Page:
When the hefty, frozen slabs of tough brisket cuts arrive at the now merged Grobbel's and United Meat & Deli
(UMD) plant in Detroit's Eastern Market, they pass through a culinary gateway of transformation (as well as x-ray machines and metal detectors). Think of it as an extreme makeover for a cut of sinewy meat most wouldn't know how to make edible. The brisket leaves the plant donning one of nearly a hundred potential new identities—cooked, or uncooked, Irish- or Jewish-style, destined for restaurants, delis, and supermarkets across the country. It is a more tender, more savory, rosier version of its former self.
When you walk into Grobbel's plant, apart from the faint, not unpleasant, whiff of raw meat, you are greeted by a festive digital clock counting down the days, hours, and seconds until the next St. Patrick's Day. Aside from the Thanksgiving Day turkey, one would be hard-pressed to come up with a slab of meat that warrants such fanfare.
And yet, corned beef is more than a culinary symbol of the same holiday that invented green beer. It is an homage to the gastronomical magic that can occur when science, technology, and culture intersect. For both Ginsberg and Grobbel, corned beef is also artistry. "It's not something we can tell you in a recipe," says Jason Grobbel.
It's also the locus of a surprising number of STEM jobs, from food inspectors and tasters to factor managers and industrial designers.
Science informed by craftsmanship
E.W. Grobbel Sons, Inc.
's specialty is corned beef. They've made it for well over a hundred years and they're good at it. The great grandson of the original founder, Emil (who used to sell meat out of a stall at the Old Cadillac Square Market), Jason Grobbel has been at the helm since 1987. The merger with Sy Ginsberg's UMD (which was established in 1982), earlier this year unites two cultures that already have a rich history with corned beef.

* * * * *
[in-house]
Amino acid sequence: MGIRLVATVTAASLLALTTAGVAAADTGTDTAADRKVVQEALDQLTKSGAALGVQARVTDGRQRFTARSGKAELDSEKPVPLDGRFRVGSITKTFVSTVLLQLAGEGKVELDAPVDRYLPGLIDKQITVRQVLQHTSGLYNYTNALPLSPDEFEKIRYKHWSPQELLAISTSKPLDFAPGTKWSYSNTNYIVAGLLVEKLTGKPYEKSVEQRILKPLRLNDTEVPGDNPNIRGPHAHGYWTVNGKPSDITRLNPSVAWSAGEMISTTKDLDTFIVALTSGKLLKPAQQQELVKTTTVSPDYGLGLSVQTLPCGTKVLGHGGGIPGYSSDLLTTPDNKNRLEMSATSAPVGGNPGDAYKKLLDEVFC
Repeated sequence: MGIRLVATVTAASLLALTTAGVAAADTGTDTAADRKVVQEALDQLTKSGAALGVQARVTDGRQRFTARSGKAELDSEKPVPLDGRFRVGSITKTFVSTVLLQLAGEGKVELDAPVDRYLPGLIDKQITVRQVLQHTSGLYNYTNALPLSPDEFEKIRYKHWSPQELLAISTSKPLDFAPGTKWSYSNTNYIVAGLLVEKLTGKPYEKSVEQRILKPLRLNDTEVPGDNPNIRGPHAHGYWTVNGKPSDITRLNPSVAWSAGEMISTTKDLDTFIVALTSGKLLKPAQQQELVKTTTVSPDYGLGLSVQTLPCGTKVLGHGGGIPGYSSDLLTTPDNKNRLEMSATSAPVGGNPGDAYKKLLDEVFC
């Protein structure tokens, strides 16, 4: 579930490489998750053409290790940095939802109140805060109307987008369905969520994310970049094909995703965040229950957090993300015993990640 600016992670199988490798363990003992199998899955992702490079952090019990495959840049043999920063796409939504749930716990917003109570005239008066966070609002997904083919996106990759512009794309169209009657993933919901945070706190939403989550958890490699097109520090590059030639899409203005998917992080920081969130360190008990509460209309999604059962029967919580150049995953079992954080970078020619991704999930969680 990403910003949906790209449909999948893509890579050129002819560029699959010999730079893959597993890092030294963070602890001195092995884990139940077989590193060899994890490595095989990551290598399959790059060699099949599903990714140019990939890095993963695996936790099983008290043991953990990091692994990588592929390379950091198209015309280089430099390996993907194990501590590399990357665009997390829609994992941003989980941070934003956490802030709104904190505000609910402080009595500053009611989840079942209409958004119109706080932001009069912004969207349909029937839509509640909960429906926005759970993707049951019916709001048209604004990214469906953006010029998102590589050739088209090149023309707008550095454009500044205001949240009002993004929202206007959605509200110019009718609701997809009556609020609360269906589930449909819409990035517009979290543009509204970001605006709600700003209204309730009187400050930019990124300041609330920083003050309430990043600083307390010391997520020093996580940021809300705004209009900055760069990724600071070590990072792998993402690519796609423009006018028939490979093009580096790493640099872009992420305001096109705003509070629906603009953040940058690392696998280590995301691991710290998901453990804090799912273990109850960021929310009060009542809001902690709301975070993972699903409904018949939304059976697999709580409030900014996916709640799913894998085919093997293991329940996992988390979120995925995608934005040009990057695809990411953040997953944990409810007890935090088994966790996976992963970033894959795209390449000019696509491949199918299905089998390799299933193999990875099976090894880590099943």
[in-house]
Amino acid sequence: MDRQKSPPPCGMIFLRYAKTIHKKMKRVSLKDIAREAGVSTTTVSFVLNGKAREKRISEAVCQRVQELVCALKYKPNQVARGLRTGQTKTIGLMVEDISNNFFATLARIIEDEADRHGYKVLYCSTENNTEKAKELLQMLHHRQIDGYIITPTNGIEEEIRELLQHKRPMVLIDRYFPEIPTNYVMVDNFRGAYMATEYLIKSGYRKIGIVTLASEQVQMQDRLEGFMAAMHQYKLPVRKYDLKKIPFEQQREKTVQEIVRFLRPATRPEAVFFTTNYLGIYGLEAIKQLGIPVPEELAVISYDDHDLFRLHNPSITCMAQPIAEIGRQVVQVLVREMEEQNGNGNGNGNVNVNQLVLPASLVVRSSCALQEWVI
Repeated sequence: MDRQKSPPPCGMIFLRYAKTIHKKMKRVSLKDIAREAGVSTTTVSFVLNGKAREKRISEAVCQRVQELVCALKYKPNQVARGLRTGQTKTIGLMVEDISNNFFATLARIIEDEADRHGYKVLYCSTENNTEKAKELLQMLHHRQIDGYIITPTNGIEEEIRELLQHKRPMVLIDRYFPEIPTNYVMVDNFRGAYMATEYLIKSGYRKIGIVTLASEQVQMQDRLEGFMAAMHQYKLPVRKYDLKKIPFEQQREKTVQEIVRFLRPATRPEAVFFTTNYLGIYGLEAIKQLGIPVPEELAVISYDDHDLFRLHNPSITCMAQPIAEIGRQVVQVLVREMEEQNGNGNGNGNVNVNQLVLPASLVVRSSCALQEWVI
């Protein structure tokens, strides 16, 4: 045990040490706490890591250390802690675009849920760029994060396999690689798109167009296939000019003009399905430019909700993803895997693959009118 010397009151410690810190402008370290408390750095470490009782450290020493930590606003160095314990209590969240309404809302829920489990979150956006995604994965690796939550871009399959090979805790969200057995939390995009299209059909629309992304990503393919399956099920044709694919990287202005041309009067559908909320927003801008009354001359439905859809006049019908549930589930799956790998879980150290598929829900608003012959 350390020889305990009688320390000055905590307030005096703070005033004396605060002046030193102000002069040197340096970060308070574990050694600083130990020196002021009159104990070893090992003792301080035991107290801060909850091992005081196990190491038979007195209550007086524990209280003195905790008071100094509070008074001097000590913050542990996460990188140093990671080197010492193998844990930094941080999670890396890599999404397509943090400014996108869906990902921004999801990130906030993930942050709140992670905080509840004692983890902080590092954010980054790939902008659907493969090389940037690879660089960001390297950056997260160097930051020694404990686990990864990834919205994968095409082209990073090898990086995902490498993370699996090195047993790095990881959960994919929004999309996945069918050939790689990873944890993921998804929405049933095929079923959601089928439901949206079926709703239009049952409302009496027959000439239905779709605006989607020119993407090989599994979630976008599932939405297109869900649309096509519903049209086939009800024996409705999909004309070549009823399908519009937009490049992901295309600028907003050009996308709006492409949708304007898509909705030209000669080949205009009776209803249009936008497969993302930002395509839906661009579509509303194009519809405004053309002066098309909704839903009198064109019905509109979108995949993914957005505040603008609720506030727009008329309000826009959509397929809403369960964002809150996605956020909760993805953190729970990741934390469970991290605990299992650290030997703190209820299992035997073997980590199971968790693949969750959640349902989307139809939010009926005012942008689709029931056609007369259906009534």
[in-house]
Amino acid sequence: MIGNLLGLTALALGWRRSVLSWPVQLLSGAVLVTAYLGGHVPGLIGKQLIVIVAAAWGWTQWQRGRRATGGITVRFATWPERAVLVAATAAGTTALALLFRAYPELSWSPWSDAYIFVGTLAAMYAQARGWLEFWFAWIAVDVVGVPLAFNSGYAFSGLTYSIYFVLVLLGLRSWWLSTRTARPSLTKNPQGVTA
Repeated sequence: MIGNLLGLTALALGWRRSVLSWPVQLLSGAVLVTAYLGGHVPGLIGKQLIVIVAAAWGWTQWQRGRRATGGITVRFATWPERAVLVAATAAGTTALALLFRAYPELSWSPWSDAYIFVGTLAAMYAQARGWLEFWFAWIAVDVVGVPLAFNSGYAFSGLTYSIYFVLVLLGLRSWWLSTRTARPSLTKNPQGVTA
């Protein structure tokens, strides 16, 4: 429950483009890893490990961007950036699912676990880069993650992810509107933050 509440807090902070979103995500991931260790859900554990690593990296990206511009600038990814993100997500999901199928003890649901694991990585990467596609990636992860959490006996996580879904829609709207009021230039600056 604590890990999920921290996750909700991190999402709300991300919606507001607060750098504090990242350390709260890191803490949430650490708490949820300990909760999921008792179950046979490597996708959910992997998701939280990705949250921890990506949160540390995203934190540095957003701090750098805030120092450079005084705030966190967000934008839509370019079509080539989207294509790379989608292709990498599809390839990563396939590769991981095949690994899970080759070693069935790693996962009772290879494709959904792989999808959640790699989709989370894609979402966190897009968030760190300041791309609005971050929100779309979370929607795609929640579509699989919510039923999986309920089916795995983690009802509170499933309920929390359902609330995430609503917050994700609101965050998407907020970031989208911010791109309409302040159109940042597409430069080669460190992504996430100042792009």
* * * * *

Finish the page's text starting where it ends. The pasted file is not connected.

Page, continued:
The 50,000 square foot, three-story plant churns out 30 million pounds of corned beef per year and employs up to 250 people, depending on the time of year (there's an uptick before St. Patrick's Day).
Workers trim brisket at United Meat and Deli
STEM jobs have always been entwined with the production of corned beef. Today's modernized version, however, is more concerned with taste and consistency (and as a business, efficiency). Part of the luxury of utilizing ever-evolving technology is that focus can shift from worries about the meat going rancid to crafting a product that customers have come to rely on for its texture and flavor.
Both men believe that the most innovative advances in meat production allow for reproducibility and precision. But they are also quick to acknowledge that this technology cannot be used blindly. "It's about using the right thing for the right applications. That's helped tremendously," says Grobbel of implementing new advances into the plant. "It's all of those things that incrementally allow us to become more efficient, less wasteful. Which is the most important kind of sustainability."
For Ginsberg, technology means knowing what’s happening at every step of the process. "What used to be guesswork is now controllable. At any given time, you can determine what you're doing to your product by looking on a screen, instead of saying, 'I think this is OK, let's give it a try.'"
Sy Ginsberg of United Meat and Deli
Jason Grobbel of Grobbel's in Eastern Market
Computerized machinery also allows for jobs to be streamlined and compartmentalized, while a few oversee the production. "People with food science degrees help to design the processes and make sure that things are being done consistently and correctly," says Grobbel.
The consequences are twofold: workers can be brought up to speed quickly and perform the job adeptly and consumers get a consistent product.
A scientific and culinary transformation
Grobbel's factory is a carefully controlled environment where each factor can be modified and scrutinized—a plant that resembles a cross between a science lab and airport security—in pursuit of the constellation of conditions and recipes that create the perfect corned beef.